Shining Force Neo: What the world needs now

Is another Diablo clone.

In the waning years of the American Dreamcast, a company called Neverland released “Record of Lodoss War” an action RPG in the mold of Diablo, based on the hit anime series. One could say it predated the whole Baldur’s Gate: Dark: Alliance. Well received, but sense it was released for the Dreamcast in 2001, in the death throes of the console, it didn’t sell that well.

Now, they have created yet another Diablo clone, this time under Sega’s Shining Force brand. 1up gave it a 9, which is rather high in my opinion. I’ve played about 6 hours of the game, and it isn’t bad. Not worth $50, unless you really like games in the BG:DA, but if it ever makes it down to twenty, it would be a good deal.

First the bad: the plot is generic. Save the world from the evil force that was mysteriously defeated 13 years ago, but has come back, and is trying to destroy the 3 crystals that protect all life from a menace beyond the stars. Oh, and one of them is your older brother, who went EEEEVVILLL. Yawn. The voice acting is mediocre to outright bad, so as a GAF goer said, “Turn that shit off”. Thankfully, each dialog can be skipped by pressing X, and the entire dialog scene can be skipped by pressing start.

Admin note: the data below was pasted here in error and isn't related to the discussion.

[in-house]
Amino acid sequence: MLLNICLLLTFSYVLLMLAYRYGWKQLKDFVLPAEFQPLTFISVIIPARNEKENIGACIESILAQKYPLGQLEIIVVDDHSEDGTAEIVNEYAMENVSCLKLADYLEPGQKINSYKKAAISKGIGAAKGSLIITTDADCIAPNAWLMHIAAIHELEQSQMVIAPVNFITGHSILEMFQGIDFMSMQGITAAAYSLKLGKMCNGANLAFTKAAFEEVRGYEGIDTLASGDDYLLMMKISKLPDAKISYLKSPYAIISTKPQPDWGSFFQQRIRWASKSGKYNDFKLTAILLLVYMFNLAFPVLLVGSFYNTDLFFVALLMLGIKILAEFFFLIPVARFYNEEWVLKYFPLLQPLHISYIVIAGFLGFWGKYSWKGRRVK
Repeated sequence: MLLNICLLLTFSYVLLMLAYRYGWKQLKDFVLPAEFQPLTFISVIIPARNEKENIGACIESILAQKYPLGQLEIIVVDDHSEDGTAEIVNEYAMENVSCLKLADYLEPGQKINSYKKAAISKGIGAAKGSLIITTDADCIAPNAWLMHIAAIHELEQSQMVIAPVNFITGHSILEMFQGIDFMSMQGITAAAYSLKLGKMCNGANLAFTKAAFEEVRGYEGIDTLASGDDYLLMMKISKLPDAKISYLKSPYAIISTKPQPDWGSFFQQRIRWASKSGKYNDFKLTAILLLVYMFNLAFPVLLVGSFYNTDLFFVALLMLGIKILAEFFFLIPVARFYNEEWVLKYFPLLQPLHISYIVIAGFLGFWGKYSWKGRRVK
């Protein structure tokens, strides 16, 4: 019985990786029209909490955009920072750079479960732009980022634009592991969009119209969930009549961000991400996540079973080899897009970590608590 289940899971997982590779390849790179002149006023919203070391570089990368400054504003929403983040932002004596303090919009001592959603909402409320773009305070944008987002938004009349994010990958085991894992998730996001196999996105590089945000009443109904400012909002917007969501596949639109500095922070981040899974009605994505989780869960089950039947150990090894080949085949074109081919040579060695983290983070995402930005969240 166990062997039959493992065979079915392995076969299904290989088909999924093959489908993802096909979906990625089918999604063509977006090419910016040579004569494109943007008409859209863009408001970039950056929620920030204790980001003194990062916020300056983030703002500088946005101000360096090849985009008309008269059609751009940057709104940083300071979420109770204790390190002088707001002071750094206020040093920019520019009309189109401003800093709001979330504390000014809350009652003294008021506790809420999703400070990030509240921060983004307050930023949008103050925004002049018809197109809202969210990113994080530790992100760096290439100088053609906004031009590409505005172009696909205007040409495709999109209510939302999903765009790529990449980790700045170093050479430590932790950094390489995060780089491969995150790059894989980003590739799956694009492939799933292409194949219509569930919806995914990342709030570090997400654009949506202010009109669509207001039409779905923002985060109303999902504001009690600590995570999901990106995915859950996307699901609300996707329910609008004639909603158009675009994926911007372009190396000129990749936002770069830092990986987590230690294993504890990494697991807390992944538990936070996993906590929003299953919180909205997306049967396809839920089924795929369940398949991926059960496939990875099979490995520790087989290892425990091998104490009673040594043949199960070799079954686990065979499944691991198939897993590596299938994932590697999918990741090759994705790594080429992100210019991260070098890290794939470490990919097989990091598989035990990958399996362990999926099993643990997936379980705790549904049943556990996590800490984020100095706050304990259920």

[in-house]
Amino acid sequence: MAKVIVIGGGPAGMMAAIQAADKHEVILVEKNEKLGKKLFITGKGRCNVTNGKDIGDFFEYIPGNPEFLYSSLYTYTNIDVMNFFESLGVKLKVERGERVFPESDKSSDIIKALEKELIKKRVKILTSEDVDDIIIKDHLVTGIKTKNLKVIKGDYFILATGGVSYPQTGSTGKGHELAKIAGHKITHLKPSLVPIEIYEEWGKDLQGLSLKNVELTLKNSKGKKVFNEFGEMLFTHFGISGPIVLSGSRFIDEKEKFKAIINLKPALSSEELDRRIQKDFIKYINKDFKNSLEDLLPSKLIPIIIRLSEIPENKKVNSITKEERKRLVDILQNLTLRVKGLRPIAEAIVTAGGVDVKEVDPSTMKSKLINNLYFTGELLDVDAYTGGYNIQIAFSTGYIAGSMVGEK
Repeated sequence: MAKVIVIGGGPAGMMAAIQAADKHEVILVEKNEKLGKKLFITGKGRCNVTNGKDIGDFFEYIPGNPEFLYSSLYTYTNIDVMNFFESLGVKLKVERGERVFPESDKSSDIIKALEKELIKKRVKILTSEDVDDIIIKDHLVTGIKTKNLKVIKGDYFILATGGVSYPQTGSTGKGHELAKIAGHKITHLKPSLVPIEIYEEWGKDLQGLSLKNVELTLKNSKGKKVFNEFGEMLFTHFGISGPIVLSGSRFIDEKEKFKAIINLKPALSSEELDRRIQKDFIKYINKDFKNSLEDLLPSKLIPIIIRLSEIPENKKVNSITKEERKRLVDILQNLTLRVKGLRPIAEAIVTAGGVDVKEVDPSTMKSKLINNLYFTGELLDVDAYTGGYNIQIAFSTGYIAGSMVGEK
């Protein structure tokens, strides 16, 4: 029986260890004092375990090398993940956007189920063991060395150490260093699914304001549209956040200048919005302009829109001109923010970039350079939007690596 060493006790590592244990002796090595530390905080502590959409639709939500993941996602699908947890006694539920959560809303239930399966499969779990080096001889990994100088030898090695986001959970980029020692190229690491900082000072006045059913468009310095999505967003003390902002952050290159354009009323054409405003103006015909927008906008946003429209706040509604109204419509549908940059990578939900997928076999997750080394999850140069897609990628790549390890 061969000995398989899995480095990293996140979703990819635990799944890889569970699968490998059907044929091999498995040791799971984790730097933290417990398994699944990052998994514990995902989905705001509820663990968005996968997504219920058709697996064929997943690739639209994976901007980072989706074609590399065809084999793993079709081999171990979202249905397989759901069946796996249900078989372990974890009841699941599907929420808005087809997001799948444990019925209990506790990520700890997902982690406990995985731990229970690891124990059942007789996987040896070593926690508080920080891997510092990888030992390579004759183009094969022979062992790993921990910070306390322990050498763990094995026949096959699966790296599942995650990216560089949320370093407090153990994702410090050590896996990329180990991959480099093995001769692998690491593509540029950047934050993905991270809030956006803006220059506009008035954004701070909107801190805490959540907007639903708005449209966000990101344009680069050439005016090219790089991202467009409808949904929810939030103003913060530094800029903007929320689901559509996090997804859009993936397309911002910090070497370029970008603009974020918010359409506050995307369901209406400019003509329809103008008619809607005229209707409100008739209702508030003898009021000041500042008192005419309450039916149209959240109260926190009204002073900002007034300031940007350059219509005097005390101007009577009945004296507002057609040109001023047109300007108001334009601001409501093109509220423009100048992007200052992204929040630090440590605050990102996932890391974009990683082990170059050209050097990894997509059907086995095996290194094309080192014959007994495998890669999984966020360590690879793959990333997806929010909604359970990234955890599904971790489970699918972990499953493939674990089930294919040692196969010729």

The combat is gold though. Enemies appear in high number, generating from Gaunlet style monster generators. Slowdown is only apparent at the most extreme of times, when 25-30 monsters are on screen. There is a large variety of weapons and armor, each with different speeds, damage, and reach. I’ve been using a halbred lately, which pretty much clears the screen.

Advancement is done in several ways. Weapons can be found, and are able to be bought and upgraded at the home base. Same with armor. Skills can be added and updated by picking up crystals that are dropped my enemies and monster generators. And there is the basic xp system.

Graphics are bright and colorful, with a variety of environments beyond the dank caves usually found in games like this. The enemies, the players, and the NPCs are drawn and animated well. Nice little effects like arrows stick in an enemy are found throughout.